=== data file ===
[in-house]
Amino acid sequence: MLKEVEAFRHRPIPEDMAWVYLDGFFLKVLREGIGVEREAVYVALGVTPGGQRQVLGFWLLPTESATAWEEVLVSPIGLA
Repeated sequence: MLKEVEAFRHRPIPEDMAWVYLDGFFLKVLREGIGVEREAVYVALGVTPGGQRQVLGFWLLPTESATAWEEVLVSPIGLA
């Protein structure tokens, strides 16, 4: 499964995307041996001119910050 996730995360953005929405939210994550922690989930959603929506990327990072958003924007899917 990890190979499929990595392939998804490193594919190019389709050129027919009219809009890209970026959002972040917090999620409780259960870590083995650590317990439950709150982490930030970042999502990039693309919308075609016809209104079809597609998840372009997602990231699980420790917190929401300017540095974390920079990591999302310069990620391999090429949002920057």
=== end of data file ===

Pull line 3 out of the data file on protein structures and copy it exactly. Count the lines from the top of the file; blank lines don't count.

Repeated sequence: MLKEVEAFRHRPIPEDMAWVYLDGFFLKVLREGIGVEREAVYVALGVTPGGQRQVLGFWLLPTESATAWEEVLVSPIGLA